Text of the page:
A replay of our webinar is available here, with a writeup down below:
Why We Created KeepWatch for Tableau Cloud
It’s critical that companies take care of their cloud environment just as they would an on-premises server. It needs to be reliably up 24/7/365. It’s mission critical. A business could fail if it’s compromised for extended periods of time. That’s why it’s incredibly important that users have a seamless Tableau Cloud experience.
Specifically, we’ve identified four areas that need to be addressed:
- Best Practices
Also, during the replay, you’ll find that Tableau Bridge is a recurring theme throughout. If you have on-prem data and you’re using Tableau Cloud, Tableau Bridge is a must.
Breaking things down further, there are four key components to operations:
- License Administration
- Backend Component Administration
- SLA Responsiveness
- Tableau Bridge Installation and Management
License administration is built off ensuring appropriate license levels are available for your organizational needs without being over provisioned. You can think of it as the philosophy of “least privilege.” Users should only have access to the specific data, resources and provision level that’s required to complete their tasks. Your site admins should be aware of the levels and who has them.
Outside of license administration, there are a number of other questions to be asked by site admins, like, “Which data connections are associated with mission critical views and dashboards?” or, “What processes are in place to monitor those connections?” and, “Who is notified when there is an issue on the backend (data source) side?”
Finally, and especially critical with the usage of dashboards, is asking if stakeholders are clearly identified for each view or dashboard they need for their roles.
Backend Component Administration
Again, with backend component administration, there’s a slew of self-checkups that are needed to ensure effective operations:
- Who is responsible for administration of your IDP or SAML provider, if that is implemented for Tableau Cloud? Are support and escalation methods clearly identified?
- Which data connections are associated with mission critical views and dashboards? What processes are in place to monitor those connections?
- Documentation – who is responsible and for what?
Picture some scenarios where an expert would be needed to work toward a resolution. Take, for instance, that an unknown issue arises preventing an important user from updating a dashboard or view. Maybe an extract fails overnight and stale data is shown to a large group of users. Finally, a new data connection could be needed to support a critical analytics flow.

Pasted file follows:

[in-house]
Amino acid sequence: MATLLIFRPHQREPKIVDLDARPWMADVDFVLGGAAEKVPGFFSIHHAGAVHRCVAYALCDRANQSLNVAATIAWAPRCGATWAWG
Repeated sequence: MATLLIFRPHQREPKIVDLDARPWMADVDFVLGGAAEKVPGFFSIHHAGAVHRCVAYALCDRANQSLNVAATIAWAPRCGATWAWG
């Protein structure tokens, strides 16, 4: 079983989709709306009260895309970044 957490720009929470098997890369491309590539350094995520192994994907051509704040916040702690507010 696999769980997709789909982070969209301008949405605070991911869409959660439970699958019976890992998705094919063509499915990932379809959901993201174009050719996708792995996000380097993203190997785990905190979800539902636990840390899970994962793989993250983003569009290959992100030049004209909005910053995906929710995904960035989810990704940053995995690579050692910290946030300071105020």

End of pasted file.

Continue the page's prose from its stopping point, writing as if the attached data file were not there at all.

Answering how quickly you’ll need that expert gives you the starting point for your own SLA terms related to Tableau Cloud.
Tableau Bridge Installation and Management
While this is given a crash course during the webinar, this blog series from earlier this year will give you the in-depth knowledge you’ll need.
Like the “Operations” section, we have three main sub-areas to look at for a review of security in Tableau Cloud:
- Access Control
- Security Auditing
- Row-Level Security
Access control starts with aligning your application-specific strategies with your organization’s policies and documenting it. Start by asking, “Who needs access to what and why?” Then, the technical part of access control starts. You need technical proficiencies with your identity providers, SAML, SSO and multi-factor authentication, because one of these will inevitably break and it will be critical to repair it.
Additionally, it would behoove you to have a familiarity with role-based access control principles, and to ensure, we’ll note again, that there’s an enforcement of the least-privilege principle.
If your users don’t need access, they don’t get access.
Just as important as getting permissions correct the first time is periodically checking that permissions are periodically checked to ensure compliance.
Is there a written policy covering authentication, user/group permissions structure and site administration privileges, written in both plain text and technical wording? If you do, how often are you auditing your site for compliance with that policy, and who is responsible for performing and reporting said audit? Are audits manual or automated, and can you properly escalate urgent events?
At a high level, row-level security (RLS) provides user and group-specific filters to data that apply to any view where the data exists, like payroll data being only for authorized parties. Documenting the use case and configuration for RLS, and including your configurations in security audits are also vital to the security of your Tableau Cloud.
Just because Tableau Cloud is a software as a service option, that doesn’t mean that you can just roll it out, then ignore it completely. There are two built in tools for site admins that help with Cloud performance: Admin Views and Admin Insights.
Admin Views gives information about the backend of the Cloud instance, while Admin Insights gives information about the frontend of the Cloud instance.
How these are used depends greatly on the organization. Who monitors the Cloud and is it documented? What’s automated and what’s manual? Who needs to handle escalations?
Here, we have a bit of a catch-all section, but “Best Practices” sounds a little more professional.
Site structure and organization have an impact on the smooth running of Cloud, but in the context of site administration, mission critical implementations dashboards and views in Cloud must be maintained with your workflows in mind.
Another thing to consider that isn’t mentioned above is what the range of consequences are if your end users consume incomplete, in concise or just simply bad data. What happens if something slips through the cracks?